Fund Your Land: Wildlife Habitat Conservation and the WHIP Program

Government program helps landowners with costs of enriching their properties and wildlife habitat conservation.

| September/October 2010

Snowy Owl

Parker River National Wildlife Refuge, in Massachusetts, is home to this snowy owl. Canning

Got any spare land lying around? Want to increase your contributions to wildlife habitat conservation?

According to the 2007 National Resources Inventory, a statistical survey that monitors such things, nearly 1.4 billion acres of non-federal rural land exist in the United States. These lands are predominately forestland (406 million acres), rangeland (409 million acres) and cropland (357 million acres).

In a time when the nation is suffering from diminishing wildlife habitats, it’s nice to know that, in some instances, government funds are available to help property owners and local wildlife.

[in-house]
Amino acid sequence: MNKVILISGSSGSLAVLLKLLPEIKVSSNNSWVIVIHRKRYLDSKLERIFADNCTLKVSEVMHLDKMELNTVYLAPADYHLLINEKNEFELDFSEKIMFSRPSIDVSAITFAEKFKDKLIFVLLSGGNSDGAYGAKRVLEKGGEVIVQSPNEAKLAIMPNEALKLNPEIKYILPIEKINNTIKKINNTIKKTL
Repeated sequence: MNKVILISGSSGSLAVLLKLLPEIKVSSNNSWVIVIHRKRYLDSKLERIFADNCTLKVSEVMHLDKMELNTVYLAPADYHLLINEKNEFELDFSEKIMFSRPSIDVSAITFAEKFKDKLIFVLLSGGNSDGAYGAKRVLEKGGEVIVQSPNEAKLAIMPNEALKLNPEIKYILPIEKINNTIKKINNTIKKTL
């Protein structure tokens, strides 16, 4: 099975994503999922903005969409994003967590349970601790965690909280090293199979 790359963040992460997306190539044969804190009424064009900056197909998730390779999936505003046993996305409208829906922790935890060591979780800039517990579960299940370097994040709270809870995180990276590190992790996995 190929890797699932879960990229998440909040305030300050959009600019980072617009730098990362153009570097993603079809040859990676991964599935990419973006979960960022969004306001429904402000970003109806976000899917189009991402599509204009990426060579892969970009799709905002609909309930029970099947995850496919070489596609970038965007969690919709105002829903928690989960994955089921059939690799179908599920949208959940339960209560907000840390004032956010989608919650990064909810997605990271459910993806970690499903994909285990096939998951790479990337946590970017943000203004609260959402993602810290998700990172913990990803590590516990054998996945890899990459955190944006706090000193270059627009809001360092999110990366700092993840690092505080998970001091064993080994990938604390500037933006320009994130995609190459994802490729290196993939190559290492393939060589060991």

The Wildlife Habitat Incentives Program (WHIP), a little-known national program, provides technical and monetary assistance for people who want to create or improve wildlife habitats on their land.

Through WHIP, USDA’s Natural Resources Conservation Service (NRCS) helps a landowner determine the most effective way to make property wildlife-friendly and assists in getting cost-share funds to carry out projects. Eligible land includes private agricultural land, non-industrial private forestland and tribal lands. 

How WHIP works

WHIP is available in all 50 states. To participate, NRCS state offices consult with local conservation groups on specific wildlife needs of that particular state, then develop a weighted ranking system to determine which projects will receive funds. Priority is given to land that protects or has the potential to provide habitat for any threatened species of fish or wildlife.

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